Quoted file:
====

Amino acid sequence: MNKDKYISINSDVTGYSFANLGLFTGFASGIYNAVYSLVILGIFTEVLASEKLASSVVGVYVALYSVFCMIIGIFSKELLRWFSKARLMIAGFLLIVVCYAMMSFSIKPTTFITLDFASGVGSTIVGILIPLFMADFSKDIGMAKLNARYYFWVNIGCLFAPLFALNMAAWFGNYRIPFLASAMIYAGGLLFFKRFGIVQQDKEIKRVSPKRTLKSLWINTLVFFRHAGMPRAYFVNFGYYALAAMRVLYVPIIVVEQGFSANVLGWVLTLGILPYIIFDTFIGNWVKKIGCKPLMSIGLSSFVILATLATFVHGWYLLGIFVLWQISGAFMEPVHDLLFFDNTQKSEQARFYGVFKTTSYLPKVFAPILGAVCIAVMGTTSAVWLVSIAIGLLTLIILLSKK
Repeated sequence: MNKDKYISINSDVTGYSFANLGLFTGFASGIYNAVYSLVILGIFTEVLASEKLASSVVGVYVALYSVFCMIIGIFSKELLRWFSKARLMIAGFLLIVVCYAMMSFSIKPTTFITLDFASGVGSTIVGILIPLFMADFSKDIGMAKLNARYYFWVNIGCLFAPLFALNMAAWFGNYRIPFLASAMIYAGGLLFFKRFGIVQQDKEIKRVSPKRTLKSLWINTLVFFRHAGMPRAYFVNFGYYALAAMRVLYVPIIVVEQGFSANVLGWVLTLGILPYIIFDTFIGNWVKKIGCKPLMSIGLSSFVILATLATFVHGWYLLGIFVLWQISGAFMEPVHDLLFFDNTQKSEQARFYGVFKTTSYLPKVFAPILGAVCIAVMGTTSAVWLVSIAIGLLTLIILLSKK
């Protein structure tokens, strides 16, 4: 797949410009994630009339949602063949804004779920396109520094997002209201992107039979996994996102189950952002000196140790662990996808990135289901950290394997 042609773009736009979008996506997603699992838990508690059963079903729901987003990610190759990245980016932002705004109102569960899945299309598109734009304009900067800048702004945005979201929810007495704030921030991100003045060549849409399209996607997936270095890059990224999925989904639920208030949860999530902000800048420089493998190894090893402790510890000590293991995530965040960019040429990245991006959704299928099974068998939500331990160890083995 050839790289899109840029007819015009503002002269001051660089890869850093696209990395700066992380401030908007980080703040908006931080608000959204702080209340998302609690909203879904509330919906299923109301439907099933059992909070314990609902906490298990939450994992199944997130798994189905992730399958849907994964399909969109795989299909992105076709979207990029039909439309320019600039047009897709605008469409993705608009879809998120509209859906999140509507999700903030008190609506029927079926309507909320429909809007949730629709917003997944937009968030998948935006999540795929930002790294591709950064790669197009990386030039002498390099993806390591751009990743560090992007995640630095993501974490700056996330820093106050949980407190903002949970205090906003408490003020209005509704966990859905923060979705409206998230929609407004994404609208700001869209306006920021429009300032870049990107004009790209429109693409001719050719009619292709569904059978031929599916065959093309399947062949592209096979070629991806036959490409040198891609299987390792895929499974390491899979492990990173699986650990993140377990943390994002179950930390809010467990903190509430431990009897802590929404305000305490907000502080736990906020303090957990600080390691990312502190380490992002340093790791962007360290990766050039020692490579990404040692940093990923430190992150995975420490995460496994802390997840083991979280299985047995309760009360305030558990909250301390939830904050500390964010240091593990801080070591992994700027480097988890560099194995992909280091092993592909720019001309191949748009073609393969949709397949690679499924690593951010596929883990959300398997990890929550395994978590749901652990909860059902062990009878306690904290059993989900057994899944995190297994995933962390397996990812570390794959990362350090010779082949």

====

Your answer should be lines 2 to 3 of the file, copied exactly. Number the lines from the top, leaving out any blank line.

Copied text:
Repeated sequence: MNKDKYISINSDVTGYSFANLGLFTGFASGIYNAVYSLVILGIFTEVLASEKLASSVVGVYVALYSVFCMIIGIFSKELLRWFSKARLMIAGFLLIVVCYAMMSFSIKPTTFITLDFASGVGSTIVGILIPLFMADFSKDIGMAKLNARYYFWVNIGCLFAPLFALNMAAWFGNYRIPFLASAMIYAGGLLFFKRFGIVQQDKEIKRVSPKRTLKSLWINTLVFFRHAGMPRAYFVNFGYYALAAMRVLYVPIIVVEQGFSANVLGWVLTLGILPYIIFDTFIGNWVKKIGCKPLMSIGLSSFVILATLATFVHGWYLLGIFVLWQISGAFMEPVHDLLFFDNTQKSEQARFYGVFKTTSYLPKVFAPILGAVCIAVMGTTSAVWLVSIAIGLLTLIILLSKK
């Protein structure tokens, strides 16, 4: 797949410009994630009339949602063949804004779920396109520094997002209201992107039979996994996102189950952002000196140790662990996808990135289901950290394997 042609773009736009979008996506997603699992838990508690059963079903729901987003990610190759990245980016932002705004109102569960899945299309598109734009304009900067800048702004945005979201929810007495704030921030991100003045060549849409399209996607997936270095890059990224999925989904639920208030949860999530902000800048420089493998190894090893402790510890000590293991995530965040960019040429990245991006959704299928099974068998939500331990160890083995 050839790289899109840029007819015009503002002269001051660089890869850093696209990395700066992380401030908007980080703040908006931080608000959204702080209340998302609690909203879904509330919906299923109301439907099933059992909070314990609902906490298990939450994992199944997130798994189905992730399958849907994964399909969109795989299909992105076709979207990029039909439309320019600039047009897709605008469409993705608009879809998120509209859906999140509507999700903030008190609506029927079926309507909320429909809007949730629709917003997944937009968030998948935006999540795929930002790294591709950064790669197009990386030039002498390099993806390591751009990743560090992007995640630095993501974490700056996330820093106050949980407190903002949970205090906003408490003020209005509704966990859905923060979705409206998230929609407004994404609208700001869209306006920021429009300032870049990107004009790209429109693409001719050719009619292709569904059978031929599916065959093309399947062949592209096979070629991806036959490409040198891609299987390792895929499974390491899979492990990173699986650990993140377990943390994002179950930390809010467990903190509430431990009897802590929404305000305490907000502080736990906020303090957990600080390691990312502190380490992002340093790791962007360290990766050039020692490579990404040692940093990923430190992150995975420490995460496994802390997840083991979280299985047995309760009360305030558990909250301390939830904050500390964010240091593990801080070591992994700027480097988890560099194995992909280091092993592909720019001309191949748009073609393969949709397949690679499924690593951010596929883990959300398997990890929550395994978590749901652990909860059902062990009878306690904290059993989900057994899944995190297994995933962390397996990812570390794959990362350090010779082949």